Under Your Feet: Soil, Sand, and Everything Underground. By Jackie Stroud and Marc Redmile-Gordon. Illus. by Wenjia Tang. 2020. 64p. DK/DK Children (9781465490957). Gr. 2–5. 631.4.This gives the scoop on dirt, sand, and the critters living just beneath our feet. Spreads focus on soil composition; soil horizons; soil’s effect on water quality and global warming; and soil care, types, and inhabitants, including worms, moles, ants, and microbes. Additional spreads cover unusual aspects of soil, such as bogs, swamps, and growing plants on Mars.
Carlsbad Caverns. By Robin Koontz. 2019. 48p. Rourke (9781643690230). Gr. 4–7. 551.44.Discovered in 1898, the long, deep Carlsbad Caverns have provided scientists opportunities to study and discover new information about the Southwest. Bold photo-illustrations, maps, period images, and pictures of scientists at work teach readers about a variety of projects in various scientific fields.
Extreme Earth. By Toby Reynolds and Paul Calver. 2015. 32p. Barron’s, o.p. Gr. 3–6. 551.55.Extreme Earth explains how notable geological phenomena (volcanoes, earthquakes, caves) occur and how human factors affect shifting earth and extreme weather. High-quality color photos drive reader interest, while text boxes introduce supporting concepts and facts.
Extreme Planet: Carsten Peter’s Adventures in Volcanoes, Caves, Canyons, Deserts, and Beyond! By Carsten Peter and Glen Phelan. 2015. 112p. National Geographic (9781426321009). Gr. 4–8. 551.Peter provides exhilarating firsthand accounts of natural wonders in some of the planet’s most inhospitable areas, always managing to convey awe, wonder, and profound respect. Stunning original photography, accessible text, charts and graphs, maps, and hands-on activities and experiments round things out.
Fault Lines: Understanding the Power of Earthquakes. By Johanna Wagstaffe. 2017. 96p. Orca (9781459812437). Gr. 4–7. 551.22.This book has two components: first, basic information about earthquakes and the importance of planning for them and, second, first-person stories from individuals who survived them. Sidebars clarify facts about these accounts, and insets consider other topics, such as seismic activity, on other planets. Sharp photos, drawings, diagrams, and maps provide accessible data, while a confident tone offers reassurance to concerned readers.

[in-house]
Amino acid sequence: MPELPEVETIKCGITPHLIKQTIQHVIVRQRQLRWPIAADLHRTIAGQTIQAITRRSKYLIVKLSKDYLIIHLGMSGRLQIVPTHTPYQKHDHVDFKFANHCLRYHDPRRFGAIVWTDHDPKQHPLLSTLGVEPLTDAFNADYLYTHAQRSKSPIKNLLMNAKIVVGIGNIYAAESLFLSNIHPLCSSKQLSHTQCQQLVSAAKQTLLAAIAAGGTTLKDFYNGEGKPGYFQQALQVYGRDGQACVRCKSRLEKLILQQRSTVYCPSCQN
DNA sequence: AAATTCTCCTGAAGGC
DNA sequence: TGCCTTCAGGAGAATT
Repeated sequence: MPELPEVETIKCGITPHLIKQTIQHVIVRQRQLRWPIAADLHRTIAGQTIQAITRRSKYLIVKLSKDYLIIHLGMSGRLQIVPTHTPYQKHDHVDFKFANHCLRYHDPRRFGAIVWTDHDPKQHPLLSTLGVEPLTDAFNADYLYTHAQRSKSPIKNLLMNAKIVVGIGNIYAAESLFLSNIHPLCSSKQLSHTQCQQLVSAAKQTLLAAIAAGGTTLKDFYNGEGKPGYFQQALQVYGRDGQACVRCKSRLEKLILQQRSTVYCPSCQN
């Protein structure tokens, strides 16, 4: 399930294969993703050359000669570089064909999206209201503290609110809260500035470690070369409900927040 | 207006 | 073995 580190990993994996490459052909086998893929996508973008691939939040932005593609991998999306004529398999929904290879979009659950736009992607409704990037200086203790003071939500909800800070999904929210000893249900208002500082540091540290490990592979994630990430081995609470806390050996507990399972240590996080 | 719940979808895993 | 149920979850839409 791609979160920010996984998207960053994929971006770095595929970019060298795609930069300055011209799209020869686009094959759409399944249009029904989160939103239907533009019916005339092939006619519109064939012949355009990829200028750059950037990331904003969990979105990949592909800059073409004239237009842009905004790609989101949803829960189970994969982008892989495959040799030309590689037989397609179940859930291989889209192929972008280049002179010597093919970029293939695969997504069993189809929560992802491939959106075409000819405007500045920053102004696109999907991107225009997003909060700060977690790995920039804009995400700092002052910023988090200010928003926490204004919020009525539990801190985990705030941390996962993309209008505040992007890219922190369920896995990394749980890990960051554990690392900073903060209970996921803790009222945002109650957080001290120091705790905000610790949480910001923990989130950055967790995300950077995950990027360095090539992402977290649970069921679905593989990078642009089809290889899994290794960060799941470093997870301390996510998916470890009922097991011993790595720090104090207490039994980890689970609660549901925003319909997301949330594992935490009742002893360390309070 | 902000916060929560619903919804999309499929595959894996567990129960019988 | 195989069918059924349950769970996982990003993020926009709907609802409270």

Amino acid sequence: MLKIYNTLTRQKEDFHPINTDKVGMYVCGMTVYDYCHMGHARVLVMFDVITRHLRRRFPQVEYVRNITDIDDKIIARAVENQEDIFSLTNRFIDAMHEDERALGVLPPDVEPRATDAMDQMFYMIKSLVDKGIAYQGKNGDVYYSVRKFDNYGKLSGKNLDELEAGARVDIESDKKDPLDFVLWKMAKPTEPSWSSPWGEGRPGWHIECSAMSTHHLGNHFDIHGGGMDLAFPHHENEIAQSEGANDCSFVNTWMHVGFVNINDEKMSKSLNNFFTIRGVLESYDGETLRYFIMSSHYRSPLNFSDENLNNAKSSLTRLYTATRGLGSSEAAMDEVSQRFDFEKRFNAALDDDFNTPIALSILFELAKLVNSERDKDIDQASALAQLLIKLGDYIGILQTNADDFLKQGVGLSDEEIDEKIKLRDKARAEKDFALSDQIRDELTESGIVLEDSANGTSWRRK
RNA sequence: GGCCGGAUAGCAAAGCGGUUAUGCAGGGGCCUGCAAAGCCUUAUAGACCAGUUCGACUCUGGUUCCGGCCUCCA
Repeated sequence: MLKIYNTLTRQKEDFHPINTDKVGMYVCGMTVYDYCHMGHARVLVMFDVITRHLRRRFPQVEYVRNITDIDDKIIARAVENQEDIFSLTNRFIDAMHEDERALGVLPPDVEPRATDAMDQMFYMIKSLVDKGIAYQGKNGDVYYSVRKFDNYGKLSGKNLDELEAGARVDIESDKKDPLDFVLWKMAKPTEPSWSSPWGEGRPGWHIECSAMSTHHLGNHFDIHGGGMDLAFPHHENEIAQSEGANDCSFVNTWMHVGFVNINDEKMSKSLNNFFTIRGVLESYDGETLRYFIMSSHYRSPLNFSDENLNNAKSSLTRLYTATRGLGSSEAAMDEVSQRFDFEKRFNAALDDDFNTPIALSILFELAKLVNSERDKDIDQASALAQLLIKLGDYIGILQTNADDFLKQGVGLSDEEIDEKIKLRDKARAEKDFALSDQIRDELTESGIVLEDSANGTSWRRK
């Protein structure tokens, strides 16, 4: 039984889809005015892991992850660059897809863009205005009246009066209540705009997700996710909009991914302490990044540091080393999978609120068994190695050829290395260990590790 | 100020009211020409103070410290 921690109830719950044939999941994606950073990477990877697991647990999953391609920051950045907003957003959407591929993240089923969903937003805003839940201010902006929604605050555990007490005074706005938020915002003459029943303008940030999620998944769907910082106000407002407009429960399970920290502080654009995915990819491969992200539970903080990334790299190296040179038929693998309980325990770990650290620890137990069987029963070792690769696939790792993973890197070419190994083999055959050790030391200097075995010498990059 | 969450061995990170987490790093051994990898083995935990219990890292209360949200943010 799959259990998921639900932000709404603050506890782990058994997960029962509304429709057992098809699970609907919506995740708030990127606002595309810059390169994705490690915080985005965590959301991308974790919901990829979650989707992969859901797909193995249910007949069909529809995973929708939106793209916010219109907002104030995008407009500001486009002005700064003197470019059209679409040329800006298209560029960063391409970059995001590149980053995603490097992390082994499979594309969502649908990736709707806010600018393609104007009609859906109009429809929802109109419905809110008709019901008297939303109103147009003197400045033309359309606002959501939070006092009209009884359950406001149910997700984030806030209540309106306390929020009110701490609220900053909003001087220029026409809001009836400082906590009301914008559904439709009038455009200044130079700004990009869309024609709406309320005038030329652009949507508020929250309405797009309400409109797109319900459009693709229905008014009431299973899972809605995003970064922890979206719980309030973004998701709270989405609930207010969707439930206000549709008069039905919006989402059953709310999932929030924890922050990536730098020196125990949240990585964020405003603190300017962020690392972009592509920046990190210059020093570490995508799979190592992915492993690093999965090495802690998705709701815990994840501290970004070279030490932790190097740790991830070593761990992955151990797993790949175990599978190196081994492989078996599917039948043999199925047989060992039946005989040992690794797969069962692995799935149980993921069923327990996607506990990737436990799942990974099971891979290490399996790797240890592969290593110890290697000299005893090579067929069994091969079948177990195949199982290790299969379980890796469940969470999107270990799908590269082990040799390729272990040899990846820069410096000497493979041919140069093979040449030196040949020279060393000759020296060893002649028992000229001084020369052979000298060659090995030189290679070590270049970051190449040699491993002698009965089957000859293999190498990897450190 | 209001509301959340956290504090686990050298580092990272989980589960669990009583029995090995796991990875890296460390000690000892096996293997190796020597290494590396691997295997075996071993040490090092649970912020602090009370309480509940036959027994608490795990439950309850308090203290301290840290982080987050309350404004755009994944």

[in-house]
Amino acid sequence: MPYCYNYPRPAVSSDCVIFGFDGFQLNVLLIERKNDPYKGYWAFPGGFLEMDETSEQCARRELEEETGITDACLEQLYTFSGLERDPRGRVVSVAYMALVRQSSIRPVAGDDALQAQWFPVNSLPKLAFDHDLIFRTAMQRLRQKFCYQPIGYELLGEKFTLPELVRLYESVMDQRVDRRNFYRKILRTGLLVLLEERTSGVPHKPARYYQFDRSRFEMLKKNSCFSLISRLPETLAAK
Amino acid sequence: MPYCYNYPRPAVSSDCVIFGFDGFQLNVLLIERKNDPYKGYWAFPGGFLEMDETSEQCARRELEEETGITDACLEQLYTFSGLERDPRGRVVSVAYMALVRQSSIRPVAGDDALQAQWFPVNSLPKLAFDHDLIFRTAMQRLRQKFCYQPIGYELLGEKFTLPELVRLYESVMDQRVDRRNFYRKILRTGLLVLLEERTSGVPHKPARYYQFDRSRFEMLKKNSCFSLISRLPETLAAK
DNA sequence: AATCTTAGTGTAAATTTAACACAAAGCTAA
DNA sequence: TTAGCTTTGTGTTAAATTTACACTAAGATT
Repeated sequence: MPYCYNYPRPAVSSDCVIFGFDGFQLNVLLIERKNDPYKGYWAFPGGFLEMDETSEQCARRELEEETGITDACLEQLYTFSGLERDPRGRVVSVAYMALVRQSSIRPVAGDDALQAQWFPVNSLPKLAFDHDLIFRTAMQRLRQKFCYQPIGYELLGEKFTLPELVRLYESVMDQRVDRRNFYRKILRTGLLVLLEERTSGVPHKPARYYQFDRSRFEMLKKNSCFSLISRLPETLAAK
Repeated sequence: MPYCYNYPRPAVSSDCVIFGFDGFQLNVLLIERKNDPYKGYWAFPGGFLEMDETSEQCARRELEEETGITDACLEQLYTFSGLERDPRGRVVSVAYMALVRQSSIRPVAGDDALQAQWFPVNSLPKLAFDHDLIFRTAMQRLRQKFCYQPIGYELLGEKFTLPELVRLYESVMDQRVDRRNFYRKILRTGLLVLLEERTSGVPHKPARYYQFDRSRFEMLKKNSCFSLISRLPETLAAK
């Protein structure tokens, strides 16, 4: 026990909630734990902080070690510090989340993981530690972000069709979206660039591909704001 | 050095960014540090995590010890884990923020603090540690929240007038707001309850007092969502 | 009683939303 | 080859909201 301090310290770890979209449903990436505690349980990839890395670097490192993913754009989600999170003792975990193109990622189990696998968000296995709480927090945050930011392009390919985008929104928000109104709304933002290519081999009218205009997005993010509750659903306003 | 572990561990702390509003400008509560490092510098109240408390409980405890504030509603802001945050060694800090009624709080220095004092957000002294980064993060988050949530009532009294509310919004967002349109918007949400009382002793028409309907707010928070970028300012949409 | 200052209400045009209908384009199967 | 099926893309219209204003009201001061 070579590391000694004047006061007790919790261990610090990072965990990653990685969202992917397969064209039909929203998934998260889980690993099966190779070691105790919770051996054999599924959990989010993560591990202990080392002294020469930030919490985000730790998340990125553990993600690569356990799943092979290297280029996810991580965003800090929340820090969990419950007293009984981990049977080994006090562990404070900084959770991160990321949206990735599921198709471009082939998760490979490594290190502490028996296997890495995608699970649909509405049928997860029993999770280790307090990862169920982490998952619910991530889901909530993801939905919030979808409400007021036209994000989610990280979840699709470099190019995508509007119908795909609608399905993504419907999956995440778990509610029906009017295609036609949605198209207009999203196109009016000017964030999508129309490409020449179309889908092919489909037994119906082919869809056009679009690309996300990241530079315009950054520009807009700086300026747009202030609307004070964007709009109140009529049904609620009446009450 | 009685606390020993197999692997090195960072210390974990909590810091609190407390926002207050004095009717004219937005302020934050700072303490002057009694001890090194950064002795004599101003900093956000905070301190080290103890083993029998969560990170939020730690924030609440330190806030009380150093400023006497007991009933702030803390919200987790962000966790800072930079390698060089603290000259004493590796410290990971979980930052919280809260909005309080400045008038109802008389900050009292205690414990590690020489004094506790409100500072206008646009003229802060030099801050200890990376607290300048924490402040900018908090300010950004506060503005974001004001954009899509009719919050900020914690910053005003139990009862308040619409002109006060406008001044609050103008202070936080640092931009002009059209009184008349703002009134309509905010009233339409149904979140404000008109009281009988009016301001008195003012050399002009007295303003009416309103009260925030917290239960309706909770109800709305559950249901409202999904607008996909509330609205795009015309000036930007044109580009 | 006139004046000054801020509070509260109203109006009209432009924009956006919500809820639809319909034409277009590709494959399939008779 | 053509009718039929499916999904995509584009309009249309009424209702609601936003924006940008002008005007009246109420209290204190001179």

Fault Lines and Tectonic Plates: Discover What Happens When the Earth’s Crust Moves. By Kathleen M. Reilly. Illus. by Chad Thompson. 2017. 128p. Nomad (9781619304611). Gr. 5–8. 551.1.Twenty-five hands-on experiments focus on tectonic plates, potential seismic energy, and earthquakes. The projects, aligned with reports of real-life events, and detailed explanations of what happened geologically, appeal to multiple modalities and learning styles, and cover more obscure topics in physical geography and science.Humans in the Underworld
Building Tunnels. By Rebecca Stefoff. 2015. 32p. Cavendish Square (9781502606013). Gr. 3–5. 624.1.This basic text documents the planning and building, required people (civil engineers, geologists, hydrologists), and resources (caissons, excavators, and tunnel-boring machines) needed for creating tunnels, concentrating on three types of tunnels: cut-and-cover, bored, and immersed tube.
Geothermal Energy: Putting Earth’s Heat to Work. By Jessie Alkire. 2018. 24p. ABDO/Super Sandcastle (9781532115714). Gr. 2–4. 621.44.This introduction to geothermal energy begins with steamy pictures (lava and hot springs), followed by a simple illustrated time line of geothermal applications (both Roman baths and the first geothermal district heating system, established in Idaho in 1892, utilized hot springs). Readers learn how geothermal power plants and heat pumps work, and the full-page, digitally created diagrams are especially helpful.